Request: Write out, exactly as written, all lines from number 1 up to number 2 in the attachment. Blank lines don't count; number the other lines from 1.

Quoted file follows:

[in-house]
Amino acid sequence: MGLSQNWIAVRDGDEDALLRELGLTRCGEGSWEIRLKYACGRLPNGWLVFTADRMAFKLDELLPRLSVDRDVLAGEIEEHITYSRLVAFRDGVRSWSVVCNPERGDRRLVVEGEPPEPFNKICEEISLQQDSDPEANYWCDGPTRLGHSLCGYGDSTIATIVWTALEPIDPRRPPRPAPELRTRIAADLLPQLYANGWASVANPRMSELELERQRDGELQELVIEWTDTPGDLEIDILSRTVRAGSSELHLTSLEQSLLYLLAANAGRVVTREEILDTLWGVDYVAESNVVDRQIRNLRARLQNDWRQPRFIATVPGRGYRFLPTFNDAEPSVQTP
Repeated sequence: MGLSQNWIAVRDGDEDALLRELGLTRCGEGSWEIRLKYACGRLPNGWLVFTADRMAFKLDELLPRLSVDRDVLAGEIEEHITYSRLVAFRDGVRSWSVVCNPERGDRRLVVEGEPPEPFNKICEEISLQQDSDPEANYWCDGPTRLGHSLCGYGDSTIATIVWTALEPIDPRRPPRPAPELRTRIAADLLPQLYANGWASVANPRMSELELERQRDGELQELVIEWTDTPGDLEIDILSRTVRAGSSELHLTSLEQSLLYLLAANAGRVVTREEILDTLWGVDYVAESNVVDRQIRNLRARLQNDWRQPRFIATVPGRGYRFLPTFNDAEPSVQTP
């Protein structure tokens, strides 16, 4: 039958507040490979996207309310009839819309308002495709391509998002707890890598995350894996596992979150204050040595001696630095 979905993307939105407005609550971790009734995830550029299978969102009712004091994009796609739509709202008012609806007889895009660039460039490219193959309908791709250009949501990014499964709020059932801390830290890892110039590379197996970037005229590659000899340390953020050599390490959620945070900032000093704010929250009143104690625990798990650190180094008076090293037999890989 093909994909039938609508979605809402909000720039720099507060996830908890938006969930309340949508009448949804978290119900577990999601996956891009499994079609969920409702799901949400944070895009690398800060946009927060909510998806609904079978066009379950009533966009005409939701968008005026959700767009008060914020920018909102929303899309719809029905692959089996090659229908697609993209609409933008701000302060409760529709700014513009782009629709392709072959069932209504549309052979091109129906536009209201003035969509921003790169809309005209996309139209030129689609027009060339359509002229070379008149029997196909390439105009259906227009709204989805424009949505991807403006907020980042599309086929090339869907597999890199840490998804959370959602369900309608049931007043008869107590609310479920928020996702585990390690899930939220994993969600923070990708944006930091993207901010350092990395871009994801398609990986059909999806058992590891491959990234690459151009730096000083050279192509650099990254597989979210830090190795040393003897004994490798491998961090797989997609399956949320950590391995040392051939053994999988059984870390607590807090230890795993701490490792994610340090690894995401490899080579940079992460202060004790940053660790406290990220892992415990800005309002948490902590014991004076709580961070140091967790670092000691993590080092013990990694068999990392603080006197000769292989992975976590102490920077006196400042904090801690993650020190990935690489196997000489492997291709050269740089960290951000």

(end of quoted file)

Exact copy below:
[in-house]
Amino acid sequence: MGLSQNWIAVRDGDEDALLRELGLTRCGEGSWEIRLKYACGRLPNGWLVFTADRMAFKLDELLPRLSVDRDVLAGEIEEHITYSRLVAFRDGVRSWSVVCNPERGDRRLVVEGEPPEPFNKICEEISLQQDSDPEANYWCDGPTRLGHSLCGYGDSTIATIVWTALEPIDPRRPPRPAPELRTRIAADLLPQLYANGWASVANPRMSELELERQRDGELQELVIEWTDTPGDLEIDILSRTVRAGSSELHLTSLEQSLLYLLAANAGRVVTREEILDTLWGVDYVAESNVVDRQIRNLRARLQNDWRQPRFIATVPGRGYRFLPTFNDAEPSVQTP